World War II-style handguns has now been about used up in modern armies being
replaced with Beretta M92-style pistols, Glock 17, and H&K P8-style 9 mm
pistols mostly. All of those pistols are long-lasting pistols and use an
ammunition type that is currently readily available. Thus there seems to be
little real need to replace those little-used items which are long lasting, have
lots of ammunition available for them, and ranges that are set up and suitable
for the weapons with such forward stepping items as the FN 57.
I see the FN Five-SeveN being adopted by military organizations who perhaps are still using pre-World
War II-style revolvers or auto loaders and who are looking for replacements as a
possibility. But since such organizations are pretty low in the sophistication
order, those sales will be limited. Most likely they will become popular with
those at the extreme sharp end of military units and law enforcement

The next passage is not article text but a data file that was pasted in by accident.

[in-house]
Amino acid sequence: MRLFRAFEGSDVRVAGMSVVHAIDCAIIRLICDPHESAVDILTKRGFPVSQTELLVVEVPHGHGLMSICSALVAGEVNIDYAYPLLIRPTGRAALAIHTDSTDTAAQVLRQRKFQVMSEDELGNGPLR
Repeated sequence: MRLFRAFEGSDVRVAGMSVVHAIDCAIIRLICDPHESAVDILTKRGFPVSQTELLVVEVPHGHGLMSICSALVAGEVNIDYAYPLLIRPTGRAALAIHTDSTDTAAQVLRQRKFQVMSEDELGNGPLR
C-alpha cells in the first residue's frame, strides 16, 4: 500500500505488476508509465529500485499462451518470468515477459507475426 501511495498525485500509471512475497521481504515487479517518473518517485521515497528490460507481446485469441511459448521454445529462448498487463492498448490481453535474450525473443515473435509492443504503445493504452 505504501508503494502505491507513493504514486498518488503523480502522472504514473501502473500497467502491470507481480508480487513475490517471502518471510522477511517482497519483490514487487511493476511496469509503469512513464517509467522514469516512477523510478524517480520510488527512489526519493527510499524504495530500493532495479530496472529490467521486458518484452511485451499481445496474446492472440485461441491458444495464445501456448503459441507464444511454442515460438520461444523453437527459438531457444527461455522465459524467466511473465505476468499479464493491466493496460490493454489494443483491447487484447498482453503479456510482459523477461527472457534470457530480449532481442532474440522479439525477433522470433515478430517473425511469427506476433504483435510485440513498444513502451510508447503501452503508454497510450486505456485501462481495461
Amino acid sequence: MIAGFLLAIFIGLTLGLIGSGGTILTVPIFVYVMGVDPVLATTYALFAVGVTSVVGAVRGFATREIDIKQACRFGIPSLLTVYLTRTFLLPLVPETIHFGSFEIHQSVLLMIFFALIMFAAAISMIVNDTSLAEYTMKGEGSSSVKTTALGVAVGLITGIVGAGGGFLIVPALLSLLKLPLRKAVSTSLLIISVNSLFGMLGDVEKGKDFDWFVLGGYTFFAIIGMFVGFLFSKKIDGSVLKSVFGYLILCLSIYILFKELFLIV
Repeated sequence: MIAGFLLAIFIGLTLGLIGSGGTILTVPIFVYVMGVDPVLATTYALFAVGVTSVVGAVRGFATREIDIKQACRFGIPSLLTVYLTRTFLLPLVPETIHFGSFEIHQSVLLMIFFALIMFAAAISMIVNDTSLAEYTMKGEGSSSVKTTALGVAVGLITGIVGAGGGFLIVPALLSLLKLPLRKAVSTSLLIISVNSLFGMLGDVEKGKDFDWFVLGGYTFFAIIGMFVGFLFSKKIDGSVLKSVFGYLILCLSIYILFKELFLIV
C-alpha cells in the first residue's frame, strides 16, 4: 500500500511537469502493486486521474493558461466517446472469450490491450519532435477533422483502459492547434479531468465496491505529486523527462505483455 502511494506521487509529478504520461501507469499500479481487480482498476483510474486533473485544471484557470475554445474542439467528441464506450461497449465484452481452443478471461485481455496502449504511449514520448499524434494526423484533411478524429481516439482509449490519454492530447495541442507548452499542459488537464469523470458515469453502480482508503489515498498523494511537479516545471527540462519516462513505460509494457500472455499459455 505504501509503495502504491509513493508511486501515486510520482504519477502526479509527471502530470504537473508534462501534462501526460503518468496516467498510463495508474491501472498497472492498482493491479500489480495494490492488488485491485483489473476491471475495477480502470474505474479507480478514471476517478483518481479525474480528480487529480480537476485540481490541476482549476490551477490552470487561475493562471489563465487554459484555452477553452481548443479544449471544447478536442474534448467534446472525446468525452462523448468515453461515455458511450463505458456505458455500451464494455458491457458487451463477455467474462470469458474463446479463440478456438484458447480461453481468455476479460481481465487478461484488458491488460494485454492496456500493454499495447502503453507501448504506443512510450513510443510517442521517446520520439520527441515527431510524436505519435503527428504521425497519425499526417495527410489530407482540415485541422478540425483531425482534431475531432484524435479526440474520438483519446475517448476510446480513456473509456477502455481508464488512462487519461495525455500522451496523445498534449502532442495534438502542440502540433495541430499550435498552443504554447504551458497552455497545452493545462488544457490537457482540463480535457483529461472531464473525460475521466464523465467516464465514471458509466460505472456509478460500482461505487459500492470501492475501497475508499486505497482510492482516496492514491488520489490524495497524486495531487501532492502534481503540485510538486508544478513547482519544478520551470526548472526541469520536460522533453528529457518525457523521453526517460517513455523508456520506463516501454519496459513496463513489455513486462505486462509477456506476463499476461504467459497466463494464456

organizations tasked with high-intensity, short duration raid and anti-terrorist
activity or personal security teams. Whether that number of people will be
sufficient to maintain the production line for the FN 57 and its unique
ammunition remains to be seen. Certainly the market for high-end sniper rifles
seems to be able to sustain lots of high-quality, expensive makers and there are
obviously much fewer users of sniper rifles than handguns. The same can be said
for high-quality sniping ammunition especially things like the 338 Laupia and
other oddities. So perhaps I am pessimistic. I hope so as I really like the FN
Five-SeveN and would hate to see it become an orphan. But I suppose if it did, it would
still have a home with me as I still shoot my M53 .22 Jet four-inch Smith &
Wesson from time to time.
About the author: T.J. Mullin is a well known writer in the firearms community, and has an extensive background in federal law enforcement. He currently practices law in the St. Louis area.
Editor’s Note: Defense Review would like to personally thank T.J. for being so generous in providing this article and the accompanying photographs for our launch.